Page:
Well worth the credit, the 2nd volume is available now and the ending book will be out January 2016..I've already ordered it!
Highly recommended for the person who enjoys a bit of a difference in sci/fi..future stories.
Science writer in America's heartland
It's my understanding that this book may be made into a movie. If so, it won't require much editing to turn it from a book into a script. The plot is predictable, as some other reviewers have said, but if it came out as an action movie, I would definitely go see it.
Not really a science fiction story as much as a thriller set in 2013 in a slightly altered world where 10 percent of the children are born with "abnormal" gifts. Great story with interesting characters, unexpected plot twists, and good plot movement. Well-read by Luke Daniels. I enjoyed this book and hope Sakey and Daniels team up for some more.
It was difficult to get into but then it held my attention, I love it.
"Great book that draws you in"
I would recommend this audiobook, it's a well constructed world that gives a new take on ordinary superpowers, it builds a vivid picture of society slowly collapsing in on itself. With twists and turns abound I was hooked and had to stay in the car just to listen a little longer!
Roll on book 2!
"A really enjoyable read."
Exciting, engrossing, enjoyable!
The plot and the characters. Pace.
Well read, good characterisation of the different characters.
It was a really exciting book, great plot, good idea, and read and written at a good pace. The concept is believable, and is presented in a good manner.
I would recommend this book. Would love a sequel.
"Interesting premise, could be developed further"
Action sci-fi thriller which wants to be a Hollywood movie. Interesting premise - from 1981 on, 1% of children are born with special powers. Not really super-powers like flying, bending spoons, but with extreme pattern recognitions and similar. They are known as "Brilliants" and as they grow up, they start changing the world. American society is polarised and split into normals and "abnorms".
Story will probably evolve into followups - in this one, we follow Agent Cooper fighting against "abnorm terrorists" (being abnorm himself). Story is interesting and tense, with some unexpected but also some very expected twists. However, I think author did not manage to use idea's full potential. Action sequences are interesting and characters well built, but as I see it, story is basically taken from Al-Qaida attack on WTC and then continued on basis of many conspiracy theories evolving after.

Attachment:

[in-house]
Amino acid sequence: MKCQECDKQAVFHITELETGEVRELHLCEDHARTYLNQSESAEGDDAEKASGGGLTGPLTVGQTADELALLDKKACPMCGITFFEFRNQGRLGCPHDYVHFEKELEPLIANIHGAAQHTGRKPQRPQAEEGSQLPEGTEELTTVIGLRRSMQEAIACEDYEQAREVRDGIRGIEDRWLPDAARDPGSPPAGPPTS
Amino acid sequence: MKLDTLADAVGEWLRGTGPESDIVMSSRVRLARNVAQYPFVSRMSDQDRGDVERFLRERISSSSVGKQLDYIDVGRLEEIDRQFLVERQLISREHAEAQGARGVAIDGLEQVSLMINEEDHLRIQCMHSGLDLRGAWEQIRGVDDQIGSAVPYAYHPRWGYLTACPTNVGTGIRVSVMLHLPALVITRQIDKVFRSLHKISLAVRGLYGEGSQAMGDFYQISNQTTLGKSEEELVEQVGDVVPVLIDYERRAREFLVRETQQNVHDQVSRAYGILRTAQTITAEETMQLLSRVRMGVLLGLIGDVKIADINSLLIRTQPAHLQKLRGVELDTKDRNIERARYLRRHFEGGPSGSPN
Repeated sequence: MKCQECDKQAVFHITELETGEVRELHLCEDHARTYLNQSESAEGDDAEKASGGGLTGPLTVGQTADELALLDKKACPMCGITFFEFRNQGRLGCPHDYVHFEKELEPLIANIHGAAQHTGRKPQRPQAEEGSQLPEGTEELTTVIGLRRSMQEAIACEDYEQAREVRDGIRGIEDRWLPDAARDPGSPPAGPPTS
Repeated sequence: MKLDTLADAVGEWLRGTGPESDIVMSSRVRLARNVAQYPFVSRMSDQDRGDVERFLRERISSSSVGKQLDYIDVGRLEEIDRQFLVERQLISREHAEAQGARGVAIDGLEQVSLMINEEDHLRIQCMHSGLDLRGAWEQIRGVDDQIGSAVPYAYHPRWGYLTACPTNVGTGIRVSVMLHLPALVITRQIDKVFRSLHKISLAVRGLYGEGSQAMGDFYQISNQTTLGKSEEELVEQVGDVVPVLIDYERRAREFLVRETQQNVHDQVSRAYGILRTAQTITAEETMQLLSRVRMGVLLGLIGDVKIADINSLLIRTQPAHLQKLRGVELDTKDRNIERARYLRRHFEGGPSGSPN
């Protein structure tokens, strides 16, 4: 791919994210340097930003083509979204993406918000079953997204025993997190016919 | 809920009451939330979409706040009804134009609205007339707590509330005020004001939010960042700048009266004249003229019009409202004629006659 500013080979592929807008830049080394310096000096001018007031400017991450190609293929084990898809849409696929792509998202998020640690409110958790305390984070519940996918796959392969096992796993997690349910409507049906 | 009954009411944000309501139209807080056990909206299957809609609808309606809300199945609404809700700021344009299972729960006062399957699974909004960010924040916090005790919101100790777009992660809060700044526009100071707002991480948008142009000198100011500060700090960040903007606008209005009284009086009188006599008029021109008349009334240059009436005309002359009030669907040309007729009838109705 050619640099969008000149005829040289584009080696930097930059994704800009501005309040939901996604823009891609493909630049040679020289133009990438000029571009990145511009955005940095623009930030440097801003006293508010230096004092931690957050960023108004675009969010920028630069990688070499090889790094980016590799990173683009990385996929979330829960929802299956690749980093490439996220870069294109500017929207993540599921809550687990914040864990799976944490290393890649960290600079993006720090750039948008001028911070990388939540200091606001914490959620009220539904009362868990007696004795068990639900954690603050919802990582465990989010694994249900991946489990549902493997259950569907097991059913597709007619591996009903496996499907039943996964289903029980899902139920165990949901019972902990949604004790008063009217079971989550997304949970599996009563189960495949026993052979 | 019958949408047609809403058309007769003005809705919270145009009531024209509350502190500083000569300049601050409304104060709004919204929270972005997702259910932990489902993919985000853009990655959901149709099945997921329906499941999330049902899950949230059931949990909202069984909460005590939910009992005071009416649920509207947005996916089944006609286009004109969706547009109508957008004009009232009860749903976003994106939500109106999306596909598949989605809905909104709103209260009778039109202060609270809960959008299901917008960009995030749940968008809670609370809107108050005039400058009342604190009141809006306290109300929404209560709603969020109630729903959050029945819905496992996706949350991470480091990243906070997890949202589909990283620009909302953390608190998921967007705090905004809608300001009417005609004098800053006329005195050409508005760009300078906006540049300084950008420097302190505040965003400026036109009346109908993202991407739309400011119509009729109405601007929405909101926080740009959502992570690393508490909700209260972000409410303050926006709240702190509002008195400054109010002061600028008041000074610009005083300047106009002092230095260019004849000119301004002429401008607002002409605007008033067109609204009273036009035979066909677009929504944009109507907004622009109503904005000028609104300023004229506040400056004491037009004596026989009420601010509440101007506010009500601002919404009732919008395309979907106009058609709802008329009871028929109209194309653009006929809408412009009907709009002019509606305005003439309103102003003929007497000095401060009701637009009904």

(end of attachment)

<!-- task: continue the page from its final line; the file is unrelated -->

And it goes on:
Besides that, I would have liked to hear more about the impact on the world - authors focuses on America, and rarely spreads focus out of his main characters.
This book dives headlong into a very fast paced story with lots of suspense, thrills and action. I like Nick Cooper's character and the way he develops throughout the story, the conflict he feels because he himself is a brilliant yet his job is to pursue them. And then everything is turned completely upside down and Nick doesn't know truth from lies or who he can trust. A gripping plot, which is also very thought provoking, and a nail biting conclusion, along with a first rate narrator. Really glad there will be more!
"Good story, great narrator"
Some great ideas in the story, which was recommended to me. the best performance of any narrator I've heard to date
Ok story , happy with the narrator. Because of the special powers people had I felt that they were adapted to the story as it went along. Predictable because using his children's safety against him, falling for the girl, his boss.not being the person he thought he was.... not much originality.
"The X-Man in the High Castle"
Much better than a comic book, here we have a parallel world – set in present day but where history took a different turn back in the 1980’s. The different turn was the result of “Brilliants” starting to be born. These are children with exceptional abilities, such as a massively enhanced ability to read people’s body language. I found this level of talent weirdly credible, unlike the silliness of X-Men or superheroes. The book is written and read with pace, reminiscent of books by Matthew Reilly. All in all, I was very happy to swept along by an excellent audio-equivalent of a great page-turner. Great fun and I look forward to listening to the others in the series.
"Very thoroughly enjoyable sci-fi"
I can put this book down so to speak I do listening to it in the car at the office before bedtime is outstanding very futuristic very creative!